It’s the origin of the Blue Beetle. Again. Jaime Reyes debuted in 2006 and came into possession of an alien scarab – and vice versa – when he stumbled across it in a back lot. In 2011, after the Flashpoint event, Jaime found the power-giving parasite in a backpack. Now, in the DC Rebirth era, we learn that Jaime saw it floating in a river.
Pals Paco and Brenda are once again with Jaime at the point of origin, but this time it’s not just Jaime who touches the scarab.
Now that’s interesting. We’ve seen nothing in this new run to indicate lasting effects on spiky wee Brenda, but with Keith Giffen writing with Scott Kolins, we can cheerfully expect somthing down the line. Meanwhile, we have Jaime telling Ted Kord’s top scientist, Teri Magnus, what he recalls about the day the scarab entered his life. When Teri reports back to Ted, he’s not convinced Jaime’s version is correct.
We also learn a bit about Ted’s own experience of the superhero game before he met Jaime. We don’t see how far he got, but he did come up with a name.
As for neighbour Dan Garrett, in comics history he was the original Blue Beetle, and Ted Kord’s teacher. That relationship seems to have gone, but Dan has certainly trod the path of adventure. Sadly, we learn this in a flashback that shows not his beginnings, but his probable end.
And which version of Dr Fate is that? That’s not a look any previous version I know of has had, including best-known wearer of Nabu’s helmet Kent Nelson, and the most recent, Khalid Nassour. And it’s hardly heroic, letting Dan die.
So, putting the flashbacks in order it seems Dan gained the scarab, showed it to Ted, it inspired Ted’s hero name and Dan eventually became addicted to possessing the artefact. It drew him towards El Paso, as something hunted him, he met his Fate and the scarab drifted down/up-river to Jaime, Brenda and Paco. Presumably Ted investigated his friend’s death and it led to him tracking down the scarab, Jaime and becoming the World’s Worst Mentor.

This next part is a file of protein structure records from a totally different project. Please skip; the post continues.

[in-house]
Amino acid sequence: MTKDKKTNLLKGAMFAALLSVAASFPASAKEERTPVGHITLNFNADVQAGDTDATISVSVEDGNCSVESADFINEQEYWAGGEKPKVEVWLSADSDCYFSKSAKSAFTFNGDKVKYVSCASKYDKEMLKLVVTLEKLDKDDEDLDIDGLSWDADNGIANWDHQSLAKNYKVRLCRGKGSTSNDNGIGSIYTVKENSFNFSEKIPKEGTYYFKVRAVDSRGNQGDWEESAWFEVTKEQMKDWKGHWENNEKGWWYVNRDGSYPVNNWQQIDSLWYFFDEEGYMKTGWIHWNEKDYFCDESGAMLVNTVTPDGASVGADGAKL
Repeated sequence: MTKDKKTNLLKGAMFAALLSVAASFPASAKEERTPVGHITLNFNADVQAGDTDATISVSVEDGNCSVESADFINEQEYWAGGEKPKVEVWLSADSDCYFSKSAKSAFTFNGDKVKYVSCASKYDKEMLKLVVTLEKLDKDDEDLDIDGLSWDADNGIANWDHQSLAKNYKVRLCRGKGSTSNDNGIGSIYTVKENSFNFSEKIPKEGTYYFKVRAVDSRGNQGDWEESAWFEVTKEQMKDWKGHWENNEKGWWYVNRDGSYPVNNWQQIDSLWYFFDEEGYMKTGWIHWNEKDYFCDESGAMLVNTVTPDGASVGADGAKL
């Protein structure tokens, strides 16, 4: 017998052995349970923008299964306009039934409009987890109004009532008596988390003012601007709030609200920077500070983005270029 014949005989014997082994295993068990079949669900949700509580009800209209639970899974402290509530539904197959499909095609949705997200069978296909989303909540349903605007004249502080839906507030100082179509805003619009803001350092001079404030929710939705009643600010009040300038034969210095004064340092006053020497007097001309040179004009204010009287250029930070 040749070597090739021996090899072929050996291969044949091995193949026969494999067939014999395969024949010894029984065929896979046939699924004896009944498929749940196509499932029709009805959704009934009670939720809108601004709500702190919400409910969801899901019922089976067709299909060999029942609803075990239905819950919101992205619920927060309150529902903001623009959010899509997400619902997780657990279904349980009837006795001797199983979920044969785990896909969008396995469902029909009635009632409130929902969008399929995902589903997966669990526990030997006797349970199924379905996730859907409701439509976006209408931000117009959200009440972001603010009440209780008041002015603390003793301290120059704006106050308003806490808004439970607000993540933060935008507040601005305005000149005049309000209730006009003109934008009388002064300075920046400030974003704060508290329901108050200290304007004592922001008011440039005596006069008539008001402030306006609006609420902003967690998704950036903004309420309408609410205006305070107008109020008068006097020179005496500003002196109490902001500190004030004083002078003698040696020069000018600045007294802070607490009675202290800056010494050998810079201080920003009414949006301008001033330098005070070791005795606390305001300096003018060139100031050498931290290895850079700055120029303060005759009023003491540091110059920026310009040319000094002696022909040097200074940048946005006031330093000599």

I love it when a plan comes together. Giffen and Kolins haven’t made us wait long before starting to answer some of the mysteries of the new Blue Beetle and now they have, I’m gripped. Reconnecting the three Blue Beetles in DC history adheres to the DC Rebirth mission of embracing legacy – and I couldn’t be happier.
For a few pages this issue I suspected that this book’s Ted Kord – who’s out of step with the young, shaggy-haired New 52 version, we met in, if memory serves, Superman – was in fact that guy from Giffen and Kolins’ Justice League 3001. After all, that much-missed – well, at least by myself and Anj of Supergirl Comic Box Commentary – series did originate the character of Teri Magnus, future Flash. And its Batgirl, Tina Sung, came back through time with Teri and is a pal of Jaime’s sister. Plus, Ted has made the odd comment which could indicate he knows another version of Jaime, and there’ve been references to the pre-Flashpoint version’s heart attack. But that guy would never dismiss Dan’s fears, as he does in the flashback, so it’s likely this is New 52 Ted having regained the missing ten years we know someone stole from DC history. He’s older, he’s superheroed some and he’s had a cardiac episode.
Can you tell I’m engaged? And that’s without Sugar & Spike, who joined the book’s supporting cast last issue, showing up for so much as a panel. Giffen and Kolins keep the intrigue coming, Giffen’s script is as sparky as ever and Kolins’ art, coloured by Romulo Fajardo Jr, sizzles with character. My favourite page isn’t an action sequence, but the moment before the origin…
Kolins and Fajordo make the setting real, with such details as the steps, and the light on the river, while the movement of the trio also impresses. So far as the big moments go, this is one spooky Dr Fate.
Other points of interest – classmate Naomi, who’s been making goo-goo eyes at Jaime since the debut issue, finally makes her move – she seems lovely, so is likely a monster. Dan Garrett wears a wedding ring, so who’s the missus? Superheroine Nightshade, who’s not been seen for years, has already been referenced by Ted, and we see other ID Eve Eden in a picture frame in his apartment this issue – so when’s she going t appear? What’s up with unseen student Raoul collapsing in class? And this can’t be a coincidence.
Surely ‘Cho’ is a misspelled ‘Kho’ and we’re heading for the reintroduction of New 52 Omac Kevin Kho? In which case, this series needs to be fortnightly to pack in all the characters and incidents Kolins and Giffen are lining up.
As it is, it’s a monthly treat, providing the regular injection of ideas Giffen always brings to the DC line, along with the crazy, but well-considered visuals Kolins is known for. They’re helping rebuild a battered universe in a thoroughly entertaining series.